Campaigner tells of wells ‘nightmare’

Claire TyrrellCountryman

Queensland anti coal seam gas campaigner Dayne Pratzky is calling on WA landholders to join the fight against hydraulic fracturing.

Mr Pratzky visited WA this week to investigate onshore gas operations in the Mid West and tell locals about his experience with the industry.

The Lock Your Gate Alliance activist hosted a meeting with WA Wilderness Society’s Dane Griffin and South West anti-fraccing campaigner Rob Alder.

Mr Pratzky told about a dozen people at the meeting to take action against mining companies before it was too late.

“Companies are drilling right now, so it’s time to get active, ” he said.

“If you don’t do something now, this could become a multi-generational issue.”

Mr Pratzky is based in Chinchilla in southern Queensland where up to 4600 gas wells are in operation and 36,000 coal seam gas wells are planned.

“What is happening here is extremely similar to what happened in my area, ” he said.

“It’s an environmental and social nightmare.”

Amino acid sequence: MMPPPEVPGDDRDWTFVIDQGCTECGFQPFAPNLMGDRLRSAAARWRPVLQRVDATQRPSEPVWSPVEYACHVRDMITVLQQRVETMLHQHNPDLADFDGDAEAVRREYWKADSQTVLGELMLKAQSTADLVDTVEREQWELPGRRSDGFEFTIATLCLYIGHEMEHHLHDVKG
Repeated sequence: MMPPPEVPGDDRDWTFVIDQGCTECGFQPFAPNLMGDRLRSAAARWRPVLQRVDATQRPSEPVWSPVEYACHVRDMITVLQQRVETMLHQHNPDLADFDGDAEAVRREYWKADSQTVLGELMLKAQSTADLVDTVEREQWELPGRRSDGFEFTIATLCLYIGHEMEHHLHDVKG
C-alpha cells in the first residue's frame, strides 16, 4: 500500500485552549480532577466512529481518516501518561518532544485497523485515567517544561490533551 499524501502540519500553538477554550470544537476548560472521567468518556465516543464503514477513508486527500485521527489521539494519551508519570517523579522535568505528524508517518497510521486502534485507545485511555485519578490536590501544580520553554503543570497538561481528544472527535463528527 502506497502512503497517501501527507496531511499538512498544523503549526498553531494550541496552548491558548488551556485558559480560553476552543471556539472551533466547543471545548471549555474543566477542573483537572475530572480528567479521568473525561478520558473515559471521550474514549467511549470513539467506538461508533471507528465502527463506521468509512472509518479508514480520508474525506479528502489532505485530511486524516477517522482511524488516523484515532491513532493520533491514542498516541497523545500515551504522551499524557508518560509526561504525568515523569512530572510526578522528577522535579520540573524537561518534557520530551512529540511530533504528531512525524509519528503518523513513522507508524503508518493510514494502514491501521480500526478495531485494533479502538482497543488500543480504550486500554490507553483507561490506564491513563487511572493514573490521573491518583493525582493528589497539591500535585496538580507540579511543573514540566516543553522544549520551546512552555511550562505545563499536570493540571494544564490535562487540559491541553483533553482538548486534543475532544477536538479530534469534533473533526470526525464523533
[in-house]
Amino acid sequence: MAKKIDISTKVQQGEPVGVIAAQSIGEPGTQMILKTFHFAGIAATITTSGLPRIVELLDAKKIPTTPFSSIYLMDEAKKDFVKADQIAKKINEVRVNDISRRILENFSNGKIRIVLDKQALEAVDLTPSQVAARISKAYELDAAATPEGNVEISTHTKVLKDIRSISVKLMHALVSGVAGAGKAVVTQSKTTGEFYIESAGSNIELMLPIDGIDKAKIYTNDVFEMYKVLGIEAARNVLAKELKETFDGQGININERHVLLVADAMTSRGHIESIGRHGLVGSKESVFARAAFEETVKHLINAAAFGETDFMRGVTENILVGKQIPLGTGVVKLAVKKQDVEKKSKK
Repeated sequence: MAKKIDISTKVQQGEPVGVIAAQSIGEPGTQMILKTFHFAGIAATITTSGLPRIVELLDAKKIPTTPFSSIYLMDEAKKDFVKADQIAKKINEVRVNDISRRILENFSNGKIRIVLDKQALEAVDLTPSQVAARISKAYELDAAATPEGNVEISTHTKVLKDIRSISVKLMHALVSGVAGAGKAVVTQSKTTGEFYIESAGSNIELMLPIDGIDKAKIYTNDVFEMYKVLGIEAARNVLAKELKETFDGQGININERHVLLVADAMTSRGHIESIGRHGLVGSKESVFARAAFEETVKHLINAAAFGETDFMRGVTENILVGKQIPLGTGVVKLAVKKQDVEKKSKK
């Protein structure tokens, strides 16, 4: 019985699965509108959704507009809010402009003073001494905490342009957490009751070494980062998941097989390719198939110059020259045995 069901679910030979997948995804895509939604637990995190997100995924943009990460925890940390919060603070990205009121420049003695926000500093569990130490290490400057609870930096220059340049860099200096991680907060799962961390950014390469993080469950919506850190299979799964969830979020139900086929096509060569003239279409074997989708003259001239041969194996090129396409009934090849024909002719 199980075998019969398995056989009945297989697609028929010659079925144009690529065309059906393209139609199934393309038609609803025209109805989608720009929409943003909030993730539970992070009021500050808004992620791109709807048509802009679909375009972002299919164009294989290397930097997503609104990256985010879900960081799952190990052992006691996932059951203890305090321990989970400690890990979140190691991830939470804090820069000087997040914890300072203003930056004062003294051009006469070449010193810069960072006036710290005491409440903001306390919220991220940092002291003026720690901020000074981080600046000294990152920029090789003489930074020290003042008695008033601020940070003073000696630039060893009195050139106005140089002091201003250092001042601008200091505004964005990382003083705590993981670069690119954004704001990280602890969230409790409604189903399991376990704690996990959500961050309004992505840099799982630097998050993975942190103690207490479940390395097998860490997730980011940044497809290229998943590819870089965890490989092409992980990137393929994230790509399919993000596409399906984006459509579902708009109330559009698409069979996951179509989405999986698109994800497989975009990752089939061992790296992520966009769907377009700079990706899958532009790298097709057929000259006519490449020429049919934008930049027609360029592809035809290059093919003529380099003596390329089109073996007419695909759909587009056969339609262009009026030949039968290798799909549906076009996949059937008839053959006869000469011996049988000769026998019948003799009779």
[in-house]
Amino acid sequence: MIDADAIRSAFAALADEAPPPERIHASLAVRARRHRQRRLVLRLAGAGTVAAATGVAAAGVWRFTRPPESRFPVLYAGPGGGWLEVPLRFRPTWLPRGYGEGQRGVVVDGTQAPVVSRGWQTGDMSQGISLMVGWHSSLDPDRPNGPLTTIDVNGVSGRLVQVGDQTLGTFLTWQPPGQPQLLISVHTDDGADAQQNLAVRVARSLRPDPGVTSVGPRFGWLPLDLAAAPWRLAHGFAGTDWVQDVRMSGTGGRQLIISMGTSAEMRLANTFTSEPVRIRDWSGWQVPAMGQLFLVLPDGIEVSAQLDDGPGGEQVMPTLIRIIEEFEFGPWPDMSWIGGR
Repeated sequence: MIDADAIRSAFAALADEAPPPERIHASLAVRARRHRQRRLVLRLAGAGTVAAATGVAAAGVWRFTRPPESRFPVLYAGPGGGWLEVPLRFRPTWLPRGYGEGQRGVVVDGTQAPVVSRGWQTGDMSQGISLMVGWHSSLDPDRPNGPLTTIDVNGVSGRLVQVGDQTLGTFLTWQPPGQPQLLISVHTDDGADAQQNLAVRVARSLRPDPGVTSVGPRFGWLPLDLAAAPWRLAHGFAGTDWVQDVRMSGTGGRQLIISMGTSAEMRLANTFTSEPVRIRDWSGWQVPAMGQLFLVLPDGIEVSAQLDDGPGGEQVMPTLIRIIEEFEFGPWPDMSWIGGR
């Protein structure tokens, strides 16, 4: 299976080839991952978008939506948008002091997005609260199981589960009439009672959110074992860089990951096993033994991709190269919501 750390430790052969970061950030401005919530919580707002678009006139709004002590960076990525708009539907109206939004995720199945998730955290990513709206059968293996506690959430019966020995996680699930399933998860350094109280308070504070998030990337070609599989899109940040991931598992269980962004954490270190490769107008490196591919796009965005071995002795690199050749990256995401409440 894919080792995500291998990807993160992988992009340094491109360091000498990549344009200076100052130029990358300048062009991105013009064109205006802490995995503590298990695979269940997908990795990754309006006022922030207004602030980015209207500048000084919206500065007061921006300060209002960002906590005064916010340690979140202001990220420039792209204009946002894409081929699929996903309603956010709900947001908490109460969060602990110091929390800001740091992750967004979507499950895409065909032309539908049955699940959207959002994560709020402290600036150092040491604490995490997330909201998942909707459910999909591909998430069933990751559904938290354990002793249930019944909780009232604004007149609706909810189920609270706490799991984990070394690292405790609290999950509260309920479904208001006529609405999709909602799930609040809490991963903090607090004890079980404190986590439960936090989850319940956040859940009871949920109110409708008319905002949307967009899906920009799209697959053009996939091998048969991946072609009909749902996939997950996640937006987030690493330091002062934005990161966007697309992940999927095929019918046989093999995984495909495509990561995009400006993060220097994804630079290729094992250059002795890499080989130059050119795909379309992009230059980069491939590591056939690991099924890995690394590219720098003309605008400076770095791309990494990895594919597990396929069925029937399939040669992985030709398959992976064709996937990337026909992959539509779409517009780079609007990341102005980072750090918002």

The Lock Your Gate Alliance has grown to about 800 members since its inception last year.

Its members refuse to communicate with or allow access to mining companies that want to mine on their land.

Leaker and Partners mining law specialist Mark Leaker said the lock your gate technique would have more weight in WA than the eastern states.

“WA is the only State where mining cannot take place on farmland without the written consent of the landholder, ” he said.

Mr Leaker said the activities of Lock Your Gate members in the eastern states would delay the mining process, but miners would find a way onto properties.

He said WA land could be compulsorily acquired by the Crown, which could be a way for miners to get around landholders’ objections.

Mr Pratzky was approached by a petroleum company two years ago, but turned it away after researching the potential impacts of fraccing.

He helped push for a Senate inquiry into the impact of coal seam gas mining in the Murray Darling Basin, which led to a moratorium on the process.

Several chemicals used in the fraccing process were banned in Queensland after they seeped into local aquifers.

These chemicals were also found to contain carcinogens and to cause potential harm to unborn babies.

It is not known if the same chemicals are being used in the fraccing at Dongara and Eneabba.

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